As I scan from west to east, I see the bright white Mormon temple, then downtown La Jolla and its modest high-rises. The train and trolley tracks run north to south along Interstate 5. I swivel my head and set my sights on Miramar to the east. I see the runway where jets take off and land day in and day out. Where I can see bare earth, it’s a desert straight out to the towering mountain range in the east.
To the east are the rocky Peninsular Ranges, with the Laguna Mountains to the southeast. The west-facing slopes of the high elevations are home to coniferous and mixed evergreen forests, with oak woodlands and forests of Jeffrey pine and Coulter pine trees.
Pacific Beach is on the gentler southern slope. A pristine road winds up the mountain with nice condos and green terrain along its shoulders. Down below, along the coastline, I can imagine the twentysomethings drinking mimosas and nursing hangovers from the night before, but from up here all is muted. A hawk flies overhead.
The southern part of San Diego Bay reveals a spattering of inlets. I can see the Coronado bridge, a backdrop to San Diego’s downtown business district. About three dozen high-rises tower over the rest of the city. To the west of Playas de Tijuana, the four Coronado Islands are visible.
It wasn’t always a sure thing that San Diego would always have this tranquil monument. Twenty-five years of lawsuits, court rulings, failed sales, and property transfers threatened the existence of the cross atop Mount Soledad, finally coming to an end in 2016. After one of the longest legal battles over religious symbols on private property, the 9th Circuit Court of Appeals issued a ruling ending the case. The legal battle against the city of San Diego and the federal government, beginning in 1989, moved up and down through the federal courts. It went twice to the U.S. Supreme Court.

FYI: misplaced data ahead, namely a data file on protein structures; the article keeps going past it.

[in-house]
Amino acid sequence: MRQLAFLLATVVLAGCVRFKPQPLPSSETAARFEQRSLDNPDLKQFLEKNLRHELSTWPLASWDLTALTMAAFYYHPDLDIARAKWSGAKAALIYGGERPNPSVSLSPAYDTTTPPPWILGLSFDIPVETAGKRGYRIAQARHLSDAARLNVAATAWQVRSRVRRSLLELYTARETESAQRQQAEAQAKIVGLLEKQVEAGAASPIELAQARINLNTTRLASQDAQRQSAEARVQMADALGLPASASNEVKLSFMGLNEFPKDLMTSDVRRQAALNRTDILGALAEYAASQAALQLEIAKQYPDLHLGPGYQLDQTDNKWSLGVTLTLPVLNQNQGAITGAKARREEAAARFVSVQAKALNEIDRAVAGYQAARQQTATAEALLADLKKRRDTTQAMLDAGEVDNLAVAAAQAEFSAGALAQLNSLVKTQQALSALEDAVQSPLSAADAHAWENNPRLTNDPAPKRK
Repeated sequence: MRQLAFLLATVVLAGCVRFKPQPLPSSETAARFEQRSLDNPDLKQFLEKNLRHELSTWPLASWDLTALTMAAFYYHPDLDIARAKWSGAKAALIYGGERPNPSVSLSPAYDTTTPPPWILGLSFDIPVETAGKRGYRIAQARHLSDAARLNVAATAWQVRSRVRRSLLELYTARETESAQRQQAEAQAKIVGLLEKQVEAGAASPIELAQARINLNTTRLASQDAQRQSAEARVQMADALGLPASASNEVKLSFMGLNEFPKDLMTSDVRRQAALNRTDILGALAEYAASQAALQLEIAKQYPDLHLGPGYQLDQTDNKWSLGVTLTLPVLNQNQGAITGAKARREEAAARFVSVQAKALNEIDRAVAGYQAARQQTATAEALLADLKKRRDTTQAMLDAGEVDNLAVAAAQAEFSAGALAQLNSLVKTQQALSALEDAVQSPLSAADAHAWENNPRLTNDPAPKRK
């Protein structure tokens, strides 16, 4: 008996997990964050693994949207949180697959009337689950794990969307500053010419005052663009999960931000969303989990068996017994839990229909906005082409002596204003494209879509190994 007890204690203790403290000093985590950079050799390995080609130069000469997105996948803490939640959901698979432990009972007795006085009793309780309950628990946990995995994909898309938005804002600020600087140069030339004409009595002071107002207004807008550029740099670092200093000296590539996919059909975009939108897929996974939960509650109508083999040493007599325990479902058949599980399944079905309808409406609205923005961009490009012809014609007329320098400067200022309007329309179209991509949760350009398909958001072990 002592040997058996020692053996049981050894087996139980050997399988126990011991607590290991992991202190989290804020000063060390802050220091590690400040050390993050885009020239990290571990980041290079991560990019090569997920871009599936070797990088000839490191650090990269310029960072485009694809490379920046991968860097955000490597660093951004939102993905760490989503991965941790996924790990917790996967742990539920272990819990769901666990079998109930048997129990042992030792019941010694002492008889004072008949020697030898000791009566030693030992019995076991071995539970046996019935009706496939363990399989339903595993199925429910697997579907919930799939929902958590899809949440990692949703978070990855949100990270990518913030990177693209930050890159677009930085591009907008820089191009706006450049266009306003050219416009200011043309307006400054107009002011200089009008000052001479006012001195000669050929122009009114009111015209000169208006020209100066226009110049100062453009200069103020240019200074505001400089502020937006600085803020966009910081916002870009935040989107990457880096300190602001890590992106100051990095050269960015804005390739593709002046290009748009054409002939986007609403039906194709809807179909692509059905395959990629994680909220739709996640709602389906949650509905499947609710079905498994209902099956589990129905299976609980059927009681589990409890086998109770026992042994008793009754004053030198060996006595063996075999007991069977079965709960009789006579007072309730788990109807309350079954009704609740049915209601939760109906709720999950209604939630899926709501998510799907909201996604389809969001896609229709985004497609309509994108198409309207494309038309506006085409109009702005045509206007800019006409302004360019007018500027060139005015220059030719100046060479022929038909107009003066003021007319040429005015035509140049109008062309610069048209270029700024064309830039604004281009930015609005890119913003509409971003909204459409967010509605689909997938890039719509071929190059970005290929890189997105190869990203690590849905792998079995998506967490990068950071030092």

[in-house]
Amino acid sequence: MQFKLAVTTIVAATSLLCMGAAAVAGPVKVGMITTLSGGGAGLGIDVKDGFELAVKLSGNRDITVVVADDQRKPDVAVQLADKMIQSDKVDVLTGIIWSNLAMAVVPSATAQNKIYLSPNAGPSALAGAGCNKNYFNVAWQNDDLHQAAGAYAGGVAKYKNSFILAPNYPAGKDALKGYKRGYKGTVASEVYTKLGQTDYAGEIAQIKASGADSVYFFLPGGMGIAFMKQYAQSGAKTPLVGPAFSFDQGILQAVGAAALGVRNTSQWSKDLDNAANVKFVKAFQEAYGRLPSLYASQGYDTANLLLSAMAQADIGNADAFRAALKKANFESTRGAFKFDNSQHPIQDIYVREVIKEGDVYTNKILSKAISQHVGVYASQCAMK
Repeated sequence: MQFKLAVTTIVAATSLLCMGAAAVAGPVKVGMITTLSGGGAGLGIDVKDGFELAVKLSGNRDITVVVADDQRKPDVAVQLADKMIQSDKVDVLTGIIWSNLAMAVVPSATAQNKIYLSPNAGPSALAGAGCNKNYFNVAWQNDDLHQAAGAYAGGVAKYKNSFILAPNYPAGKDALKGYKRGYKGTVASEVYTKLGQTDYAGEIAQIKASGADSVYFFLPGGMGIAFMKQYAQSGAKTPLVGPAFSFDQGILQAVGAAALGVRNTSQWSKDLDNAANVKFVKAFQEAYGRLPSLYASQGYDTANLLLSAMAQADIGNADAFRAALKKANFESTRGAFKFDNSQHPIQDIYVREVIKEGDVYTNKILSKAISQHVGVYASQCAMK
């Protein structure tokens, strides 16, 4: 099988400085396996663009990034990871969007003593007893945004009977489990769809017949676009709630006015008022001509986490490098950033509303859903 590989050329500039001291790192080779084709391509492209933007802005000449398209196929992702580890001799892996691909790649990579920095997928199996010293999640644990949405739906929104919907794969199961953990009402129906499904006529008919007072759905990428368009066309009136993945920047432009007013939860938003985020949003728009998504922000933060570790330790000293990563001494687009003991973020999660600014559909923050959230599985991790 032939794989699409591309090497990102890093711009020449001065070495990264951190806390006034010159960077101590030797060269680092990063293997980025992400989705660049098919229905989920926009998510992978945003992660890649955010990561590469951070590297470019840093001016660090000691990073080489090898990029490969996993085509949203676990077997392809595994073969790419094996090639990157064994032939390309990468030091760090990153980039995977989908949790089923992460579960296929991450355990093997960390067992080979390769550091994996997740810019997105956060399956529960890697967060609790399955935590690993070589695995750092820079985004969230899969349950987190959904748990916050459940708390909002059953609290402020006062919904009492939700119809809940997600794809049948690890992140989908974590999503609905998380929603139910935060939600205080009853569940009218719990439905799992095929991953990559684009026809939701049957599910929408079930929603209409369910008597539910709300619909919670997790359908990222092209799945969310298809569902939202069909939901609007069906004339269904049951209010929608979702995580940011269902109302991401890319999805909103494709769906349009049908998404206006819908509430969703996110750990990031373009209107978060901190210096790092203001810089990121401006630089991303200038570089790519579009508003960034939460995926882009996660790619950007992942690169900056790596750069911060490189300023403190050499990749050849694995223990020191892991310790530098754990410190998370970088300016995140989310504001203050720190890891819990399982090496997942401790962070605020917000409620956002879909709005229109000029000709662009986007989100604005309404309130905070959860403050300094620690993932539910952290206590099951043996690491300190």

The matter always revolved around the cross on public property as a violation of the state and federal constitutions, which prohibit the government from endorsing one religion over another. Courts regularly sided with opponents.
The view southwest from Mount Soledad in San Diego. (Kimberly Hayek/The Epoch Times)

The view southwest from Mount Soledad in San Diego. (Kimberly Hayek/The Epoch Times)

The first lawsuit was filed against the city of San Diego, which owned the land, by Vietnam War veteran and atheist Philip K. Paulson in 1989, when the base of the cross already had plaques commemorating veterans.
The cross was ruled for the first time unconstitutional and had to be moved. The city appealed over and over, and by 2006 faced $5,000 daily fines from courts. At the urging of local legislators, the U.S. Congress stepped in and procured the property via eminent domain, transferring it to the Defense Department to use as a war memorial.
The lawsuits started up again, this time directed at the federal government, until the Mount Soledad Memorial Association purchased the land promising to maintain the site as a “veterans memorial in perpetuity.”
Known as “San Diego’s National Treasure,” this pet-friendly, awe-inspiring tribute is open 7 a.m.-10 p.m. daily and offers free admission, portable toilets, and free parking. Be sure to walk around the circular peak and take in the full view. Benches are scattered all around so you can take your favorite view in. The monument is wheelchair and stroller accessible.
Spots remain on the memorial if you have someone in mind and friendly veteran volunteers eagerly await to answer any questions and tell stories about the heroes on the plaques.